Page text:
European Commission President Ursula von der Leyen this week welcomed president Joe Biden’s commitment to rejoining the Paris Agreement, but warned the EU could now face competition in a “green” economy.
US President Joe Biden on Wednesday signed a number of executive orders including one on rejoining the Paris Climate Accord – an international agreement aimed at the mitigation of global warming.
U.S. President Joe Biden signs executive orders in the Oval Office of the White House in Washington, after his inauguration as the 46th President of the United States, U.S., January 20, 2021.
John Kerry, now Biden’s climate envoy but was US Secretary of State at the moment of the accord’s adoption, promised “humility” mixed with “ambition” at a business leaders’ conference on Thursday, adding that he felt “pain and some embarrassment” over the US’ behaviour under Trump, who pulled out of the deal.
Kerry also praised Europe for its perseverance; however, there’s growing anticipation of competition as European Commission President Ursula von der Leyen warned in a statement at the joint press conference with European Parliament President David Sassoli and Portuguese Prime Minister Antonio Costa that the EU must keep the first-mover advantage.
European Commission President Ursula von der Leyen
“Of course, this is great news for us in the fight against climate change and we, from the bottom of our heart, welcome it,” she said, adding that “it is also a further reason for Europe to speed up its efforts, to get moving and to keep the first-mover advantage. This is important, so I like competition, it is good competition, it is positive competition when it comes to the green economy.”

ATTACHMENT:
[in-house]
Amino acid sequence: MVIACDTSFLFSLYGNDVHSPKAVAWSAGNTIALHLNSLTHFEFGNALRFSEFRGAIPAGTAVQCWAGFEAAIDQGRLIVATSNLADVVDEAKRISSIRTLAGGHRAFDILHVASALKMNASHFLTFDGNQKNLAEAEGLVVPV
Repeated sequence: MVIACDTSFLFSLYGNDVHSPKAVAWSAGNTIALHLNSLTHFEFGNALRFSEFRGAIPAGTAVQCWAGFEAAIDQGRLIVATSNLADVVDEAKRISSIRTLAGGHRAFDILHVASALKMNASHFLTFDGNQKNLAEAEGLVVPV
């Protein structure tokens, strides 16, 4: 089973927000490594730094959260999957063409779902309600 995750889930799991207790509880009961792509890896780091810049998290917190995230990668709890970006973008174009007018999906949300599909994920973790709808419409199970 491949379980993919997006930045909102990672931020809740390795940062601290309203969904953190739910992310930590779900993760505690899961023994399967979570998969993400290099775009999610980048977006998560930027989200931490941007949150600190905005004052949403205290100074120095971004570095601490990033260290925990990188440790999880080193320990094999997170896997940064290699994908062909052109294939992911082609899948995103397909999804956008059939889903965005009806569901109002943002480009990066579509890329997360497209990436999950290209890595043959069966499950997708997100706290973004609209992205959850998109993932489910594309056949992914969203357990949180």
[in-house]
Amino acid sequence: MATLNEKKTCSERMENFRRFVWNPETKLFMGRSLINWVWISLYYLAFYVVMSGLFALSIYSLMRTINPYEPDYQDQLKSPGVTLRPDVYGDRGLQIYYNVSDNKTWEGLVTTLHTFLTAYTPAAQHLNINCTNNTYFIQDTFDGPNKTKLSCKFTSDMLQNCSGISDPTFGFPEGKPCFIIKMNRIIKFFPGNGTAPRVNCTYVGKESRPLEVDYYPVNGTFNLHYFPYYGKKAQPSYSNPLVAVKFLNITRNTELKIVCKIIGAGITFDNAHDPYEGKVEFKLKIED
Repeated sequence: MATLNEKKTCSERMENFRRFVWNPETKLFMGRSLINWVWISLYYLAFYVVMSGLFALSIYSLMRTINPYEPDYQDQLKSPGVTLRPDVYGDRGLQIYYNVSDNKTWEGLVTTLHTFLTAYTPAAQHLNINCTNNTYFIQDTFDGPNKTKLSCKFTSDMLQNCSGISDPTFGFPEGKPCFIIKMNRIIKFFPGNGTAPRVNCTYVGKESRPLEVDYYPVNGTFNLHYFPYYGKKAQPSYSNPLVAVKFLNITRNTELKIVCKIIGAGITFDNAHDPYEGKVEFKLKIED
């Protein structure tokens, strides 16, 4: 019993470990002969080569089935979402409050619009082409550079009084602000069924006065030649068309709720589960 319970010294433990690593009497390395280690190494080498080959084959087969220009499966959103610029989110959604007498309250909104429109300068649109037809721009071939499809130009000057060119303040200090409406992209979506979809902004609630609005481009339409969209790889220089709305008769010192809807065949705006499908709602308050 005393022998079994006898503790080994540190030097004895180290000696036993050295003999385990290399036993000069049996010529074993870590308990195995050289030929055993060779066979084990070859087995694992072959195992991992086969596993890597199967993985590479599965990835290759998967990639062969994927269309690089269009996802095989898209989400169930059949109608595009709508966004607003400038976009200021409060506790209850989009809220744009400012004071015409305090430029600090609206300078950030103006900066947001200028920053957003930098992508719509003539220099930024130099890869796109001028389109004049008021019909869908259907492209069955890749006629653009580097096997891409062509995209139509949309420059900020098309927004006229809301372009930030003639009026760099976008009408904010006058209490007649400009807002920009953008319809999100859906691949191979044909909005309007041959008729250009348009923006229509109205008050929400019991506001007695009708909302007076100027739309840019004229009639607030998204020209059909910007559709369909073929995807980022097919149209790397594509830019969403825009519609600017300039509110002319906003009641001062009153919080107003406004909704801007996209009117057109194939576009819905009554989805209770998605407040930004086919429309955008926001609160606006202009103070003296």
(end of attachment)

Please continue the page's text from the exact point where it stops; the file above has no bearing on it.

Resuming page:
Kerry already met virtually with 27 EU foreign ministers on Friday, before they finalise climate and energy diplomacy.
Biden has promised to inject $2 trillion into clean energy in four years, which is more than 50% more than the EU budget for 2021-2027, which raises concerns that the Biden administration-led investment in “green” tech might overshadow the bloc’s efforts.
There and Back Again
Donald Trump had formally pulled out from the Paris Climate Accord in 2020 – three years after announcing his intention in the Rose Garden on 1 June 2017.
US President Donald Trump refers to amounts of temperature change as he announces his decision that the United States will withdraw from the landmark Paris Climate Agreement, in the Rose Garden of the White House in Washington, US, June 1, 2017.
The president argued that the deal was bad for the US economy and implicitly unfair to the country while giving a ‘free pass’ to countries like India and China.
Republicans also slammed the agreement, saying it will impact US manufacturing jobs and force the nation to meet an ‘unfair’ environmental standard.